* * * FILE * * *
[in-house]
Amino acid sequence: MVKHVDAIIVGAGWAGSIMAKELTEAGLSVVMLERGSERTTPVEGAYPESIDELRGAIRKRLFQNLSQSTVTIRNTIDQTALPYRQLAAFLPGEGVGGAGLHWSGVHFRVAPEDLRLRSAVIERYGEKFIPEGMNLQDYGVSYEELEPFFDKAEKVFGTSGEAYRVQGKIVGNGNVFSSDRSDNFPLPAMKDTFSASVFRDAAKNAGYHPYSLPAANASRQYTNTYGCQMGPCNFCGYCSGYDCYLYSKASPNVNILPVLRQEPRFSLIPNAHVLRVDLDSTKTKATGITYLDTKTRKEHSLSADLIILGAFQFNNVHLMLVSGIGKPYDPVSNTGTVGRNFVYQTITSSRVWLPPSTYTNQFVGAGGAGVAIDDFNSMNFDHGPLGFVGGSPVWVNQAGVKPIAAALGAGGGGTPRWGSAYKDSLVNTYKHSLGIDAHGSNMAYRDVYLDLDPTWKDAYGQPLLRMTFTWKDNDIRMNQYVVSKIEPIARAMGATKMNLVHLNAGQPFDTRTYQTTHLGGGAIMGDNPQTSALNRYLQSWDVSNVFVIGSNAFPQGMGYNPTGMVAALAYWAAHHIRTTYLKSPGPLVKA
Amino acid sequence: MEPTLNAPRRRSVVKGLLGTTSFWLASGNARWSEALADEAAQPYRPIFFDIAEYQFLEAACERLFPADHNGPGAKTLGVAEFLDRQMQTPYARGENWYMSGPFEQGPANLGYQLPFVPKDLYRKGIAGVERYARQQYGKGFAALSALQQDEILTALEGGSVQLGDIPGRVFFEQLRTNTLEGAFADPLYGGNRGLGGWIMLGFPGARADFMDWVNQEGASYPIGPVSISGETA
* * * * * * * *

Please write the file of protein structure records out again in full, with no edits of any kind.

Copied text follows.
[in-house]
Amino acid sequence: MVKHVDAIIVGAGWAGSIMAKELTEAGLSVVMLERGSERTTPVEGAYPESIDELRGAIRKRLFQNLSQSTVTIRNTIDQTALPYRQLAAFLPGEGVGGAGLHWSGVHFRVAPEDLRLRSAVIERYGEKFIPEGMNLQDYGVSYEELEPFFDKAEKVFGTSGEAYRVQGKIVGNGNVFSSDRSDNFPLPAMKDTFSASVFRDAAKNAGYHPYSLPAANASRQYTNTYGCQMGPCNFCGYCSGYDCYLYSKASPNVNILPVLRQEPRFSLIPNAHVLRVDLDSTKTKATGITYLDTKTRKEHSLSADLIILGAFQFNNVHLMLVSGIGKPYDPVSNTGTVGRNFVYQTITSSRVWLPPSTYTNQFVGAGGAGVAIDDFNSMNFDHGPLGFVGGSPVWVNQAGVKPIAAALGAGGGGTPRWGSAYKDSLVNTYKHSLGIDAHGSNMAYRDVYLDLDPTWKDAYGQPLLRMTFTWKDNDIRMNQYVVSKIEPIARAMGATKMNLVHLNAGQPFDTRTYQTTHLGGGAIMGDNPQTSALNRYLQSWDVSNVFVIGSNAFPQGMGYNPTGMVAALAYWAAHHIRTTYLKSPGPLVKA
Amino acid sequence: MEPTLNAPRRRSVVKGLLGTTSFWLASGNARWSEALADEAAQPYRPIFFDIAEYQFLEAACERLFPADHNGPGAKTLGVAEFLDRQMQTPYARGENWYMSGPFEQGPANLGYQLPFVPKDLYRKGIAGVERYARQQYGKGFAALSALQQDEILTALEGGSVQLGDIPGRVFFEQLRTNTLEGAFADPLYGGNRGLGGWIMLGFPGARADFMDWVNQEGASYPIGPVSISGETA